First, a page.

Equally important, almost all training slots filled by IMGs are in teaching hospitals in large urban areas that have traditionally served large numbers of minorities, uninsured, and low-income patients. It is a bit easier for US-IMGs compared to non-US IMGs. The latter, for example, who usually are on J-1 Visas (with 80% of these physicians actually staying in the US) are compelled to practice in designated rural or inner city physician shortage areas in order to have the "2-year return" requirement for J-1 visa waived. Both the initial training location and the subsequent service locations of IMGs frequently put them in minority communities where other doctors are scarce. In essence IMGs provide primary care to poor and underserved populations, with many inner-city hospitals in the U.S. relying almost exclusively on IMGs to provide services to America's poor.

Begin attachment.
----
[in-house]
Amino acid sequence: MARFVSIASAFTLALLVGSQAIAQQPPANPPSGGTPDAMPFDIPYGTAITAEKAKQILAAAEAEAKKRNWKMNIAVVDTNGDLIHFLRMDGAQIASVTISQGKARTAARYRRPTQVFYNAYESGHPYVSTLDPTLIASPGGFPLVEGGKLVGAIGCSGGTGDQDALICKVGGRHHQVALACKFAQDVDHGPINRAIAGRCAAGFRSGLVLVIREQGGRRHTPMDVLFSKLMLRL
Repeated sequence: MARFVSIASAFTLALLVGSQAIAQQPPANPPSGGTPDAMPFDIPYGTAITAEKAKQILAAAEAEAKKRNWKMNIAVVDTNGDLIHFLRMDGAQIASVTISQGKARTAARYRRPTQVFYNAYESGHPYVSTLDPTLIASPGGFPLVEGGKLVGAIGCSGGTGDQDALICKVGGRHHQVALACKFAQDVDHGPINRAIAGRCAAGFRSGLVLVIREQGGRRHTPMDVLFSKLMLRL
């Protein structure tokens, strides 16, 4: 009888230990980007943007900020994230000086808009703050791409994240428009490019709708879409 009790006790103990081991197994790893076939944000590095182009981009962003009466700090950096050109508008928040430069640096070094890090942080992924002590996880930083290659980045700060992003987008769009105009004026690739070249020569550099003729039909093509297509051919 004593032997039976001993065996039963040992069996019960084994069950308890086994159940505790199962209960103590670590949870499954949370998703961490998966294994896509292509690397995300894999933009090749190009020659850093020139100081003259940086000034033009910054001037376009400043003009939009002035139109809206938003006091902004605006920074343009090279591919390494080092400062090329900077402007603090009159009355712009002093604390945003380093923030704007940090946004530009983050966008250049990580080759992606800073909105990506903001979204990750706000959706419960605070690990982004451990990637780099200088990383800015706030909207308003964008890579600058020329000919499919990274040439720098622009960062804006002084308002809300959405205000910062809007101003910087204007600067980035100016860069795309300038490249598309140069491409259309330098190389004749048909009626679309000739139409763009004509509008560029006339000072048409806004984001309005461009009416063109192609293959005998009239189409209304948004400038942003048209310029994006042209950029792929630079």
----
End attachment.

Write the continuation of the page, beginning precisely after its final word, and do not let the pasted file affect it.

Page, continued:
It is true that the average national annual salaries for Internal Medicine is some $160K and $145 for Family Practice as opposed to $340K for Cardiology and $350K for Radiology -- after all, this is the reason why US med grads with huge student loans take up these specialties, while IMGs with much less or nil loans do not mind taking up primary care. Typically Primary Care pays in Houston, TX around $150K, in Miami and New York and L.A. $170K. [...]
I tend to believe USMLE scores do not matter that much, provided you get a passing score (185 I believe) -- just like the case is with state bar exams.
-What was the hardest part of 1L (that maybe you didn't think was going to be hard, but was?) The time it takes away from your life-What was the easiest (or least hard)? Sitting in class during lectures-really wasn't bad at all-Study groups -- good/bad? depends on you and who your group is-Anything that really surprised you that you didn't expect? The pickiness of some professors
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